AcademyEducation

“Do We Have to Write an Essay?”

Students in both MYP4 and 5 recently completed units that involved writing essays in decidedly “old school” fashion: with pen and paper, not on a device.  More than once, I was asked why I would torture them by making them do it this way… or at all, for that matter.

Why do we ask students to write essays?  The short answer is that there is no short answer.  There are many reasons.  Preparing and planning an essay involves critical thinking and organization.  Writing it tests language ability and demonstrates how well students can communicate their ideas.  All of these combined support students in learning to be better public speakers and make better presentations.  Whether students choose to go to college (university for the British English speakers) or straight into the work force, all of these are useful skills.

But why do it on paper when computers make it so easy?  There are studies that have shown that writing things out by hand activates the brain more and ensures better memory of the topic, but that’s just an extra benefit.  For those headed to college, the ability to write an essay by hand is essential. Both the IB Diploma Program and Advanced Placement exams have a handwritten essay component, and the ACT has an optional writing section.  The SATs have a section that requires students to recognize how to improve a written piece; this is a skill that is best practiced without digital help.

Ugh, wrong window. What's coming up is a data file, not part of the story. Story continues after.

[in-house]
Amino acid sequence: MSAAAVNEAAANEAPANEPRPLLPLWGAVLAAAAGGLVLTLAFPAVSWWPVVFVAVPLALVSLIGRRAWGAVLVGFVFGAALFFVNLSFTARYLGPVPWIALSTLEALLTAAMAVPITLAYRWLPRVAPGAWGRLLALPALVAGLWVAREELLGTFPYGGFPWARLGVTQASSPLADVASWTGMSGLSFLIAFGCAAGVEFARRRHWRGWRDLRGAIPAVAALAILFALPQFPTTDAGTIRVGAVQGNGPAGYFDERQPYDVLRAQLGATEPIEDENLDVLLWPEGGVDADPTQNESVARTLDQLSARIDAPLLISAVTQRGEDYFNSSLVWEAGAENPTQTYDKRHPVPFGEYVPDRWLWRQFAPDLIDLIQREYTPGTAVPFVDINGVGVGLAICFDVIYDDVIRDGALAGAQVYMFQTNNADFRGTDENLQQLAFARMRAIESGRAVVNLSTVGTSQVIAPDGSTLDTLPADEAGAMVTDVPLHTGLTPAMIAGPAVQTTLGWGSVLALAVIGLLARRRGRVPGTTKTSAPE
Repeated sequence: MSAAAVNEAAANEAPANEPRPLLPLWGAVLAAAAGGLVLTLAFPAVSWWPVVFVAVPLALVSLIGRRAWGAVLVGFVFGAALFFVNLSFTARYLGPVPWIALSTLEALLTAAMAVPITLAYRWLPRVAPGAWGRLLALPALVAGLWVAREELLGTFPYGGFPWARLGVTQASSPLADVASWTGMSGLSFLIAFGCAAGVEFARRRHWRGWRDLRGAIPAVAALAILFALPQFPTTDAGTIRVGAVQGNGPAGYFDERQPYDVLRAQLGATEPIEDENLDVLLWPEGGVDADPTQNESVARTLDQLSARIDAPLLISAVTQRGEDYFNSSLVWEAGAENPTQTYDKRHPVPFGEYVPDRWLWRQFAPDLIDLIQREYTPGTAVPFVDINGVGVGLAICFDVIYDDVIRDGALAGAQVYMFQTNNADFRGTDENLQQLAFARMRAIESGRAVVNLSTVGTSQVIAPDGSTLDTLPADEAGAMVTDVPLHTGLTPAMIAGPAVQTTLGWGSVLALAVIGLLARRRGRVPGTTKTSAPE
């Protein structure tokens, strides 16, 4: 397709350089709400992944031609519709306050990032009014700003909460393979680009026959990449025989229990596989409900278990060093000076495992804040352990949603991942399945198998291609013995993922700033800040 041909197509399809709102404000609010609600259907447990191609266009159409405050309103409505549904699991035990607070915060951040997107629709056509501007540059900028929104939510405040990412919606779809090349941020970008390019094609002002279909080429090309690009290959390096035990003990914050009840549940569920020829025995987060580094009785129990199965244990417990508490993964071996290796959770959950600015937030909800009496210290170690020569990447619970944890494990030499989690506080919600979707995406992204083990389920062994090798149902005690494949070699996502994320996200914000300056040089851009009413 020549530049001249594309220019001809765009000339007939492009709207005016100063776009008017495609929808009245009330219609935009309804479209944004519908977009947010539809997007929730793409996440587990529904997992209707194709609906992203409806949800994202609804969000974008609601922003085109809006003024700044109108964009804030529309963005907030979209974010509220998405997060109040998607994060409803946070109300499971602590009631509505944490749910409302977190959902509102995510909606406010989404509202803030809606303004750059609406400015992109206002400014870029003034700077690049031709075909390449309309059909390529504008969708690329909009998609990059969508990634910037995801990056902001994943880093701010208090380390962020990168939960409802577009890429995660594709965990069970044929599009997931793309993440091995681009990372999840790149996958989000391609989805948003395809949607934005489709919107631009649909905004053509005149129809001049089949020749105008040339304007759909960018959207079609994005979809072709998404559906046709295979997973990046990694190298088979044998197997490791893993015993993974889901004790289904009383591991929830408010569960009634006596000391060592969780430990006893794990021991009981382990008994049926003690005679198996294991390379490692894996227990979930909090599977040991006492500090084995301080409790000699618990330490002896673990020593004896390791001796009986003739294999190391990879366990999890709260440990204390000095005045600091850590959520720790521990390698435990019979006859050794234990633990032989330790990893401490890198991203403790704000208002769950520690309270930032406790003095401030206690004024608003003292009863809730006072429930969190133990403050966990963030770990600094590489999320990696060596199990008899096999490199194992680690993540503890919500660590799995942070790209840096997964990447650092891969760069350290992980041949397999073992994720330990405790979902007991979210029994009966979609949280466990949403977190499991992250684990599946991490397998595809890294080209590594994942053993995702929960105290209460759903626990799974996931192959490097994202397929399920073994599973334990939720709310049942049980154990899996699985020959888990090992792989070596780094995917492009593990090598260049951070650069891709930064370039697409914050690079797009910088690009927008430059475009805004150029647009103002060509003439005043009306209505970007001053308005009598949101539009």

In the age of tablets and smartphones, there is also a more practical consideration for teachers: cheating is harder when the assignment is written by hand.  Students can’t just copy and paste from Sparknotes or ChatGPT.  (If you don’t know about this, look it up; it’s problematic, but interesting.)  This is part of the reason the organizations above still do it this way, so it makes sense that students should have to prepare for it.

Encourage your students to pick up a pen now and then.  It can only help.

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